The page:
Tuesday, December 20, 2011


A few weeks ago our housekeeping department had an evening out after our Secret Santa exchange of gifts and an afternoon of food and games. It was scheduled to be a late afternoon of karoake at the Vulcan Pub (not to be confused with the popular Vulcan Lounge).

Only a few blocks from our hotel we went to a dimesize establishment standing in the midst of a parking lot like a forgotten soul, forlornly facing the stylized glass-faced Atrium college across the street.

I'm not sure I have ever been in such an old pub. I probably have, as so much in the UK has been around for hundreds of years, but you could feel the creak in this place. The crooked rooms, the thick wooden-slabbed floors, the soiled walls all cried out in a strange, cozy welcome. Where have ya been? We've kept the place going for you. Are you alright?

The proprietors through the years have barely kept it going. The Vulcan has been facing demolition for years and an online petition hopes to dissuade the landowners from wiping it away to create eleven more parking spots.

The tiny front room with a piano in one corner and probably only five tables besides a few wall lounges leads to another room behind the bar in which the pool table just fits, surrounded by magnificent ceiling-high wall seats and an old unused fireplace. A jukebox from the 70s hangs on the wall leading to the gents' toilets. One of the women in our group suddenly goes through the door. Oh, it's alright, she says, that's where the smoking is. The men's toilets are half outdoors with the wooden doors opening to the elements.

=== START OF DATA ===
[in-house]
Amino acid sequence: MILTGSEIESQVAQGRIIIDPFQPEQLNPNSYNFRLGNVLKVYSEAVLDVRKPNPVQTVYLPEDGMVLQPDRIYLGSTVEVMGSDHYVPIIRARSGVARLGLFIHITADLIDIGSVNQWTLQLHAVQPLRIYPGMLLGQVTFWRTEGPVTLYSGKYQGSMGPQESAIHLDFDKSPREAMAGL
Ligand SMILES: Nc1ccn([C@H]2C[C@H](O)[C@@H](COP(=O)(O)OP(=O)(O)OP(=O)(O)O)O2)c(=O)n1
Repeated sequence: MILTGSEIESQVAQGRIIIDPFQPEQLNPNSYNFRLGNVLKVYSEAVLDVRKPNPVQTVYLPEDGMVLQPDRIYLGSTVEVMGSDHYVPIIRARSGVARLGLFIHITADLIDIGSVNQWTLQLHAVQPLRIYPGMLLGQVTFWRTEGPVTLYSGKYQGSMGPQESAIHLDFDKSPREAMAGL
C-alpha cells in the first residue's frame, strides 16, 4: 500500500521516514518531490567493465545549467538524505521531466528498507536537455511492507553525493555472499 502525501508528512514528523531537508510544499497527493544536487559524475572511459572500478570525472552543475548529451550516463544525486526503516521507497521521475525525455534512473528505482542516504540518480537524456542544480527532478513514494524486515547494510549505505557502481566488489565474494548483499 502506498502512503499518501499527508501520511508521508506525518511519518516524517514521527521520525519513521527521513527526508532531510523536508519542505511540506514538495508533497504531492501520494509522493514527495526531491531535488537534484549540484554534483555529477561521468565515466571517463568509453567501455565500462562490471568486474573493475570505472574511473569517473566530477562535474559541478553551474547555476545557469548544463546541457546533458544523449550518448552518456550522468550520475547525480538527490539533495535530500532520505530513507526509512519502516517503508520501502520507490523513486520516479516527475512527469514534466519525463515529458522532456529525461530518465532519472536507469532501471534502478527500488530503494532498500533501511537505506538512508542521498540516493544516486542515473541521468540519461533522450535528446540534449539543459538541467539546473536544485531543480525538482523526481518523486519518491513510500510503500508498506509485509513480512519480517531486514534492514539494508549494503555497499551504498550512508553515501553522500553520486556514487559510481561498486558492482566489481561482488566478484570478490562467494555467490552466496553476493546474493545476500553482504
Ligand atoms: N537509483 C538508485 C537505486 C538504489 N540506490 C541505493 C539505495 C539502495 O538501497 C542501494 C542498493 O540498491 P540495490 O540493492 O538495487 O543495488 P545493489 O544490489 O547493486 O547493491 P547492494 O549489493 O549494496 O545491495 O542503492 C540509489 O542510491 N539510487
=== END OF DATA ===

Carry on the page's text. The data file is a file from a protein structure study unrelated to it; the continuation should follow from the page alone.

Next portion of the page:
Beyond the pool room is yet another smaller room filled with books and games for obstensibly quieter entertainments and at the end of the reading room is the ladies' toilet, which is completely indoors with no smoking allowed.

As some of us sit around the pool table I feel pleasantly at home, as if I'm in the basement hideaway of friends or an old Polish church hall wedding celebration. As we continually duck our heads and drinks to avoid the pool players and their sticks, I feel as if I'm waiting for some shy, gallant gent to ask me to dance.

A blackboard on the opposite wall outlines the names and numbers of food establishments where you can order take-out and eat it in the Vulcan.

The karoake that was supposed to start at 4 p.m. still hasn't begun at 7 p.m. as the Wii version the owners were going to use apparently had a meltdown and they were on the hunt for another system. After interminable pool games and 70s songs on the jukebox the karoake began in the front room. So bad. Only one of the microphones worked properly, the words were too small for most of us to see, and no one could sing. So bad that it was hilarious. A few people from 'outside' came into the pub which certainly felt like our own and it was good to welcome them into this wacky, headache-inducing scene.

I've definitely developed a soft spot for this old place. Cheers! or as the Welsh say: Iechyd Da!

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